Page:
We're also seeking for a more permanent exemption for our services, including the current and the future European Union sanctions.

In our approach, freezing the provision of services ensures the compliance with sanctions while we wait for a response from the authorities.

So, changing now the topics to the recognised IPv4 transfer brokers and how we can ensure the policy compliance.

So we have a list of recognised brokers on our website. We can find the link over there. In the origin ID of this list, I would encourage good behaviour on the part of the brokers. So we return to have this recognised status from the RIPE NCC, the brokers have to agree to comply with certain things like, for instance, the RIPE policies and the RIPE NCC procedural documents.

Late last year, there were some complaints in the members discussed mailing list about some brokers that were supposedly violating the RIPE policies, and for the RIPE NCC, it was very difficult to enforce those rules. And some of the other members are also questioning the value of such service.

So, early this year, the board has asked input from the community about whether you want us to continue maintaining such a list. And there was a lot of discussion going on in the mailing list, and then, after that, the board weighed the pros and cons of both arguments and decided to keep the service as it was seen as a valuable resource for our members.

However, the board also decided to apply stronger due diligence and are going to ask the brokers to agree with stronger terms so we can prevent abuse and the RIPE NCC can actually do its job to enforce those rules.

We are currently working on a proposal for a new legal framework and internal procedures.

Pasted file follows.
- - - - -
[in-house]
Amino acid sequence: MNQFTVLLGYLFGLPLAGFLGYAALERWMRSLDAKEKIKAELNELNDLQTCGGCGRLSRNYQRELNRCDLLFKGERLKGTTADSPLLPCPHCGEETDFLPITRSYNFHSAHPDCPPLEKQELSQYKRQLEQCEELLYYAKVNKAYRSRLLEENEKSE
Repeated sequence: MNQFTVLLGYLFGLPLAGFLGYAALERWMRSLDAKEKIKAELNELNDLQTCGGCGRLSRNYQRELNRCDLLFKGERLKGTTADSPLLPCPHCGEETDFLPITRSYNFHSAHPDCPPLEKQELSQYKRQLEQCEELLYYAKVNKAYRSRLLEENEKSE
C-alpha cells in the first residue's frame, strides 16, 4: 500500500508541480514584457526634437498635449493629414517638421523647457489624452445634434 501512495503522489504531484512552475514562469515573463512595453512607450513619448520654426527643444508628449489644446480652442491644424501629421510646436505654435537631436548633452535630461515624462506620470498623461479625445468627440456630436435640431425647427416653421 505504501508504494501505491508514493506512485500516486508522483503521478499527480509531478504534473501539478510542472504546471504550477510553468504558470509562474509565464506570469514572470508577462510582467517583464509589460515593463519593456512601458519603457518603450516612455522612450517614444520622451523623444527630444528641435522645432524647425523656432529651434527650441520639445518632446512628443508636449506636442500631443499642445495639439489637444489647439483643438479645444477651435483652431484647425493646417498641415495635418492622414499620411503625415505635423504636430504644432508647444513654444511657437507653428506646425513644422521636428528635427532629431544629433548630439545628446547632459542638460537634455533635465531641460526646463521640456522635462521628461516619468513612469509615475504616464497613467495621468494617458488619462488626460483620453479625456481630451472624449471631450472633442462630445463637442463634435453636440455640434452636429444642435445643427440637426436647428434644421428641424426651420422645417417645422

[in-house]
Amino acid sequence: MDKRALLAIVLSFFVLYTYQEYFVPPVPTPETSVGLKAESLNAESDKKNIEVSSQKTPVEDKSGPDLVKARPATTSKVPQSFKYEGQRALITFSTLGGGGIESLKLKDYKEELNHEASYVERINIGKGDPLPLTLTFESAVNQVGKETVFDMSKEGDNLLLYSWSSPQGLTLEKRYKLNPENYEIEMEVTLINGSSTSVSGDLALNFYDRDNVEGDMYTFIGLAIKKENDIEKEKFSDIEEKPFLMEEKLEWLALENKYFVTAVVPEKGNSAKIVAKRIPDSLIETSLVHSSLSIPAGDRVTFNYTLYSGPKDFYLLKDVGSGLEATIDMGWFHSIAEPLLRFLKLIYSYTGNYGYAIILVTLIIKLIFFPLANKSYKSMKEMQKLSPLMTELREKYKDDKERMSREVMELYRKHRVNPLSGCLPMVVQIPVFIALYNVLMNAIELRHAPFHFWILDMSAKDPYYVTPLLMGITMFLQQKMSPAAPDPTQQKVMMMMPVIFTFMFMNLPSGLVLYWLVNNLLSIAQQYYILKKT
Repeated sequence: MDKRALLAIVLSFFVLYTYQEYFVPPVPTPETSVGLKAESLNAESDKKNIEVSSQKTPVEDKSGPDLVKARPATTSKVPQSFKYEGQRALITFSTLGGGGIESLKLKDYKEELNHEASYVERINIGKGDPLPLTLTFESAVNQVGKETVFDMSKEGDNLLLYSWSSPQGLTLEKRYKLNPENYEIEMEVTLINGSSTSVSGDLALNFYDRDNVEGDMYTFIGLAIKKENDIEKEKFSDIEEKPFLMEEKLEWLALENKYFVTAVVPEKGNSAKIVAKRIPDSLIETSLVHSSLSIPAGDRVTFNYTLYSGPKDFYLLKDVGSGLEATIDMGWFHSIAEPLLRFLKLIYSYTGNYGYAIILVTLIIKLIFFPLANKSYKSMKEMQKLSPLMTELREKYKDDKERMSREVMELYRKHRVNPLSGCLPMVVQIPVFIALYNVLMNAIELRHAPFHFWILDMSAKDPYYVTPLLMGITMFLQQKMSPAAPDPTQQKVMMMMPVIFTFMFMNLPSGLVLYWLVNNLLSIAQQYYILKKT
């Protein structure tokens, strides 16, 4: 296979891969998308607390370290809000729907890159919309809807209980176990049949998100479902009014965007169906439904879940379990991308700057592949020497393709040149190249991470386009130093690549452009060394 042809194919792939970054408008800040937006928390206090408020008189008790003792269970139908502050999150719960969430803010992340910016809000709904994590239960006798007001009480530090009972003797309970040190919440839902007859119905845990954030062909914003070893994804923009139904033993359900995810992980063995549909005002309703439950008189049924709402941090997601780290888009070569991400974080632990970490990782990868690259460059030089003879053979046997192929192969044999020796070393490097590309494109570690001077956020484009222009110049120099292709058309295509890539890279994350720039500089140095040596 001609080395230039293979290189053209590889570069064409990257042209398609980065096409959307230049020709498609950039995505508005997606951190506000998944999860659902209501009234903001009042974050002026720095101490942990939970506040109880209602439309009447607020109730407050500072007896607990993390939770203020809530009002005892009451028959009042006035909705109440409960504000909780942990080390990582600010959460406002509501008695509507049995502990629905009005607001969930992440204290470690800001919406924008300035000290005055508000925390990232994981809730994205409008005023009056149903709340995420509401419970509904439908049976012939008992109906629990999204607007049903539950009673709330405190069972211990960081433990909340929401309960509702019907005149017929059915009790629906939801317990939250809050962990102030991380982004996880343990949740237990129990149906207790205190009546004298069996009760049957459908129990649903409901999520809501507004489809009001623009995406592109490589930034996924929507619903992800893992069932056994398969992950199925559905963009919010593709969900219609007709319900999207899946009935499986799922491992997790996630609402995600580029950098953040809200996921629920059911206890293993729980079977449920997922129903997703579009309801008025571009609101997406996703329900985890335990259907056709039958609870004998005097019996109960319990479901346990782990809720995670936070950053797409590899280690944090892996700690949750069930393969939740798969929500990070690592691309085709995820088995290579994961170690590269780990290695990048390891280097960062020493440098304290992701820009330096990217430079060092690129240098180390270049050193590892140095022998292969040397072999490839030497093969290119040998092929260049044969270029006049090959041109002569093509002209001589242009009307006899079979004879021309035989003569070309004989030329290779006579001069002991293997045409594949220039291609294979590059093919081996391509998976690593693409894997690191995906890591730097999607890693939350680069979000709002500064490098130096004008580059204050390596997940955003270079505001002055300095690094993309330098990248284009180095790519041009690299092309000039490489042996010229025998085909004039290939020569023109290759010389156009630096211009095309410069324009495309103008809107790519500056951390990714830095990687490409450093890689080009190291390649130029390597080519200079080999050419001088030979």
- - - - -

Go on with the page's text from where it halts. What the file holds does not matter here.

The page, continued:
Closely related to that is, we have the IPv4 listing services. For the ones who do not know the listing service and the application in the LIR portal, that allows the members to advertise their address space, either the ones they are offering or that they are buying.

This application was written several years ago and it's basically reaching the end of life. So it's very expensive for the engineering team to fix any bugs in this application. So we basically need a full ground‑up reimplementation.

It doesn't have a lot of usage, so we did some research, so we cross‑referenced address space that was in the listing service versus address space that we're seeing being submitted to transfers Registration Services, and the correlation was quite small. We had around 40 LIRs that, in 2019, published an ad in the listing service and then later on have actually requested a transfer.

So, our advice is that investing further in this tool doesn't make much sense, and it's not a wise way to spend membership resources. So what we propose to decommission this service, unless there were strong objections. So I'd be happy to hear your input. You can go to the chat now or you can go, later on, to the members discussion or the NCC Services mailing lists and give your opinion there.

The last topic I want to talk about today is RPKI and the steps are taken towards building a resilient and secure trust anchor.

The RPKI foundation was built several years ago. When I talk about several years ago, I talk about eight, nine years ago, when the technology was still not established as a standard for the routing security problem. So, resilience, scaleability, redundancy, they are not primary concerns that we had back then.

The situation has changed significantly over the last couple of years. We are seeing a very strong up‑take in the RPKI deployment worldwide, which puts a lot of pressure on existing infrastructure, but also on existing operational procedures.